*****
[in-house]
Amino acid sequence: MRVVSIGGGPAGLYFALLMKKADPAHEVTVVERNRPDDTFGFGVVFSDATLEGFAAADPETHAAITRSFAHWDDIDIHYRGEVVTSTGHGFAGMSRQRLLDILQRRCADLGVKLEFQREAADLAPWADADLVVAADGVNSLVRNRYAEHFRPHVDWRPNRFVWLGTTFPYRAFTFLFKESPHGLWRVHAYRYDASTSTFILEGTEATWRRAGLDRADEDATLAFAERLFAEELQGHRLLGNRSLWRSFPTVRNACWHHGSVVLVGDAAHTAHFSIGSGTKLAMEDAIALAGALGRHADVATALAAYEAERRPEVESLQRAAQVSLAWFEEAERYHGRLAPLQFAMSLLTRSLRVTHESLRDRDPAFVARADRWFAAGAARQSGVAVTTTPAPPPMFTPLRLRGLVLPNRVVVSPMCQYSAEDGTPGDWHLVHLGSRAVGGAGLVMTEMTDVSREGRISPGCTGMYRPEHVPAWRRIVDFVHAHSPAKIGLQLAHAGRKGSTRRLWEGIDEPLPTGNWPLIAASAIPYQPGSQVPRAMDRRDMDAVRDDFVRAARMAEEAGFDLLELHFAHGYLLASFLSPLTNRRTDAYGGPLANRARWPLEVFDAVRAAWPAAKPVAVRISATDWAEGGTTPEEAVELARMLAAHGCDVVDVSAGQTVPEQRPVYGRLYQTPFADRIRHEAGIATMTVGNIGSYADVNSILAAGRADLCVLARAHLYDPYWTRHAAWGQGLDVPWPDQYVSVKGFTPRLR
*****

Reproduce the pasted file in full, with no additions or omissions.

[in-house]
Amino acid sequence: MRVVSIGGGPAGLYFALLMKKADPAHEVTVVERNRPDDTFGFGVVFSDATLEGFAAADPETHAAITRSFAHWDDIDIHYRGEVVTSTGHGFAGMSRQRLLDILQRRCADLGVKLEFQREAADLAPWADADLVVAADGVNSLVRNRYAEHFRPHVDWRPNRFVWLGTTFPYRAFTFLFKESPHGLWRVHAYRYDASTSTFILEGTEATWRRAGLDRADEDATLAFAERLFAEELQGHRLLGNRSLWRSFPTVRNACWHHGSVVLVGDAAHTAHFSIGSGTKLAMEDAIALAGALGRHADVATALAAYEAERRPEVESLQRAAQVSLAWFEEAERYHGRLAPLQFAMSLLTRSLRVTHESLRDRDPAFVARADRWFAAGAARQSGVAVTTTPAPPPMFTPLRLRGLVLPNRVVVSPMCQYSAEDGTPGDWHLVHLGSRAVGGAGLVMTEMTDVSREGRISPGCTGMYRPEHVPAWRRIVDFVHAHSPAKIGLQLAHAGRKGSTRRLWEGIDEPLPTGNWPLIAASAIPYQPGSQVPRAMDRRDMDAVRDDFVRAARMAEEAGFDLLELHFAHGYLLASFLSPLTNRRTDAYGGPLANRARWPLEVFDAVRAAWPAAKPVAVRISATDWAEGGTTPEEAVELARMLAAHGCDVVDVSAGQTVPEQRPVYGRLYQTPFADRIRHEAGIATMTVGNIGSYADVNSILAAGRADLCVLARAHLYDPYWTRHAAWGQGLDVPWPDQYVSVKGFTPRLR